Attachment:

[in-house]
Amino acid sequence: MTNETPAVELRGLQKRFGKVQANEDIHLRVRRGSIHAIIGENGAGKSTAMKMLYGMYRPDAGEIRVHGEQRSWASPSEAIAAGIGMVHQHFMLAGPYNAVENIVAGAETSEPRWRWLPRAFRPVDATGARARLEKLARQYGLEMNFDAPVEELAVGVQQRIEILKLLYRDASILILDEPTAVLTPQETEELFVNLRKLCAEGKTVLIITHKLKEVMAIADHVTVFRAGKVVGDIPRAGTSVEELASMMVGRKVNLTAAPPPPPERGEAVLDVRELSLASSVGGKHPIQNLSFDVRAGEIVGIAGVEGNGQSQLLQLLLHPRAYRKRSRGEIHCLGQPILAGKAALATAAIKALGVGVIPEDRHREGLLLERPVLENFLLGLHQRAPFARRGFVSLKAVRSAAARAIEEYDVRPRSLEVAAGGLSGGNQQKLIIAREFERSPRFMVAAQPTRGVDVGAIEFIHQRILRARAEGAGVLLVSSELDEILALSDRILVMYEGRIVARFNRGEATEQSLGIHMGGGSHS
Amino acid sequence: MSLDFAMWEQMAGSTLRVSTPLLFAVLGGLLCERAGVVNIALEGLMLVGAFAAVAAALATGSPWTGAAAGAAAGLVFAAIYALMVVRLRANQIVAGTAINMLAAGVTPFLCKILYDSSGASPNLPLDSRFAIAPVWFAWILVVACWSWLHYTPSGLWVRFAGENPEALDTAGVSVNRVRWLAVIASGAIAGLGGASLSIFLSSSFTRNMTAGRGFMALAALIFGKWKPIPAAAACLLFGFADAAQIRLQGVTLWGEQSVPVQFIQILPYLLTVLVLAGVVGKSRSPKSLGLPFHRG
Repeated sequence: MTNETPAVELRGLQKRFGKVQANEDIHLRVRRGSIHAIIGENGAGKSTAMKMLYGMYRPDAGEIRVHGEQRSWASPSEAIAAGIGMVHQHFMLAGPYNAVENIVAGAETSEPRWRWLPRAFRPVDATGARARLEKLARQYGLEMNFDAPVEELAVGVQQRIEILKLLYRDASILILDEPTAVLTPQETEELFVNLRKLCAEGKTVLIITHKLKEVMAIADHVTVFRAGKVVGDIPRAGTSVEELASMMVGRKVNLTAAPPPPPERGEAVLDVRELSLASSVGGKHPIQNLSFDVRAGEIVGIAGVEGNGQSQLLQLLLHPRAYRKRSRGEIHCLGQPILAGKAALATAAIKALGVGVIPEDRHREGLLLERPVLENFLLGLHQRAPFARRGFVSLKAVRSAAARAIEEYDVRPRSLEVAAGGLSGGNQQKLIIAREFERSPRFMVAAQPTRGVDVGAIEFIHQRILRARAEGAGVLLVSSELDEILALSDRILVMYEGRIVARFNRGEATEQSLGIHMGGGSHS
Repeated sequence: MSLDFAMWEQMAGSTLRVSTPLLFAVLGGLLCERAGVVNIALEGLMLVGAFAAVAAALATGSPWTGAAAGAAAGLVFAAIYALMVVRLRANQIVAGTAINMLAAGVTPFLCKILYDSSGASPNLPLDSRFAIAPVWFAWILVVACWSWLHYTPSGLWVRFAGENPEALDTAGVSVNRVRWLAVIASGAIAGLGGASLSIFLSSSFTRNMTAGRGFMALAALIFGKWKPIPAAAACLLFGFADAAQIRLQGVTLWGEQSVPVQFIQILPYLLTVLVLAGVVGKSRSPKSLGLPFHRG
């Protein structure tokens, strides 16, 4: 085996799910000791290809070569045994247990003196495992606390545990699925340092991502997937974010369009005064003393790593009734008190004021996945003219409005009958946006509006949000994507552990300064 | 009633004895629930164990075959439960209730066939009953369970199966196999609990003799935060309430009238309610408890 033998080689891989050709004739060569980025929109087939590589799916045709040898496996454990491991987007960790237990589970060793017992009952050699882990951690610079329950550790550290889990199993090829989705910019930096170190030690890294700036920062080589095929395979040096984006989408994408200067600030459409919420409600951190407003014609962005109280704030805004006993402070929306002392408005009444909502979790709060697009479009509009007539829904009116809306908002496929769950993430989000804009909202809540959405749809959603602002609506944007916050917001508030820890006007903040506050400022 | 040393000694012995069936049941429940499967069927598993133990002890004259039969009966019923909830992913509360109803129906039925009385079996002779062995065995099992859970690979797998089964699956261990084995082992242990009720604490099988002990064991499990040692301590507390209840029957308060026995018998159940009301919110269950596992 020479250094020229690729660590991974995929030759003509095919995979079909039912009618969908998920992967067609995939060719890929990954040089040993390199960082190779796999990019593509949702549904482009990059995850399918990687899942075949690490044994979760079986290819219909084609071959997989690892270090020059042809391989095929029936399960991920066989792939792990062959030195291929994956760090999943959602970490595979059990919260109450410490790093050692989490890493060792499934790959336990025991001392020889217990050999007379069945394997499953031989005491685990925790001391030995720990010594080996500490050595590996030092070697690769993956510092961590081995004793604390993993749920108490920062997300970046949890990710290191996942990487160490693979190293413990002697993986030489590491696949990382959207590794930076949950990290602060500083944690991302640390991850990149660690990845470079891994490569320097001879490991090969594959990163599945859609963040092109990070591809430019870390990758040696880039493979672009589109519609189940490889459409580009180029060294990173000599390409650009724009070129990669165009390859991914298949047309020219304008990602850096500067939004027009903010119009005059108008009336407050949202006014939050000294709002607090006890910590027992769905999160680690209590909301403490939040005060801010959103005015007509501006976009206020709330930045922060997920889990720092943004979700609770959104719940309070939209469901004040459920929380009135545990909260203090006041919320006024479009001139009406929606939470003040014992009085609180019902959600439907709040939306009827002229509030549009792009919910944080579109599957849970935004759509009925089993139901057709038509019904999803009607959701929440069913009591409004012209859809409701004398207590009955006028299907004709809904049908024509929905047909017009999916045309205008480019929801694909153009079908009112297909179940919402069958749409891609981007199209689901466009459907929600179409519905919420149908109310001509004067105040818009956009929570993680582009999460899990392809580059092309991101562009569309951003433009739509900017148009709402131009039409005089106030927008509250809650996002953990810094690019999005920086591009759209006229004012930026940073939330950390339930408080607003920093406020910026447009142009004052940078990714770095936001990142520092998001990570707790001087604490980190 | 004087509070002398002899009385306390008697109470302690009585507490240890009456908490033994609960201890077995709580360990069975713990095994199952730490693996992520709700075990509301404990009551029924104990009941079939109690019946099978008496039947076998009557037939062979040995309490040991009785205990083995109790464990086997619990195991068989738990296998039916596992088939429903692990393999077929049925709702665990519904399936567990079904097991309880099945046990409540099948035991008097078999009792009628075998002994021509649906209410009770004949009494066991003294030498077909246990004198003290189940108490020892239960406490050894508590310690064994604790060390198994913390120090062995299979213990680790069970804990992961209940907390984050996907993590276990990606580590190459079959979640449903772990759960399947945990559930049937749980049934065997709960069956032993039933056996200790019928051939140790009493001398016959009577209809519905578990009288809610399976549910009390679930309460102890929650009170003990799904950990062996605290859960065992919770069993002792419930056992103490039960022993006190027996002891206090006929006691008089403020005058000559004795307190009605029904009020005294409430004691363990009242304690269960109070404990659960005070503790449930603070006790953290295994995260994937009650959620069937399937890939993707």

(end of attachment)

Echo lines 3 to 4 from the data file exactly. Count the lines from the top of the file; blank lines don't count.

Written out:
Amino acid sequence: MSLDFAMWEQMAGSTLRVSTPLLFAVLGGLLCERAGVVNIALEGLMLVGAFAAVAAALATGSPWTGAAAGAAAGLVFAAIYALMVVRLRANQIVAGTAINMLAAGVTPFLCKILYDSSGASPNLPLDSRFAIAPVWFAWILVVACWSWLHYTPSGLWVRFAGENPEALDTAGVSVNRVRWLAVIASGAIAGLGGASLSIFLSSSFTRNMTAGRGFMALAALIFGKWKPIPAAAACLLFGFADAAQIRLQGVTLWGEQSVPVQFIQILPYLLTVLVLAGVVGKSRSPKSLGLPFHRG
Repeated sequence: MTNETPAVELRGLQKRFGKVQANEDIHLRVRRGSIHAIIGENGAGKSTAMKMLYGMYRPDAGEIRVHGEQRSWASPSEAIAAGIGMVHQHFMLAGPYNAVENIVAGAETSEPRWRWLPRAFRPVDATGARARLEKLARQYGLEMNFDAPVEELAVGVQQRIEILKLLYRDASILILDEPTAVLTPQETEELFVNLRKLCAEGKTVLIITHKLKEVMAIADHVTVFRAGKVVGDIPRAGTSVEELASMMVGRKVNLTAAPPPPPERGEAVLDVRELSLASSVGGKHPIQNLSFDVRAGEIVGIAGVEGNGQSQLLQLLLHPRAYRKRSRGEIHCLGQPILAGKAALATAAIKALGVGVIPEDRHREGLLLERPVLENFLLGLHQRAPFARRGFVSLKAVRSAAARAIEEYDVRPRSLEVAAGGLSGGNQQKLIIAREFERSPRFMVAAQPTRGVDVGAIEFIHQRILRARAEGAGVLLVSSELDEILALSDRILVMYEGRIVARFNRGEATEQSLGIHMGGGSHS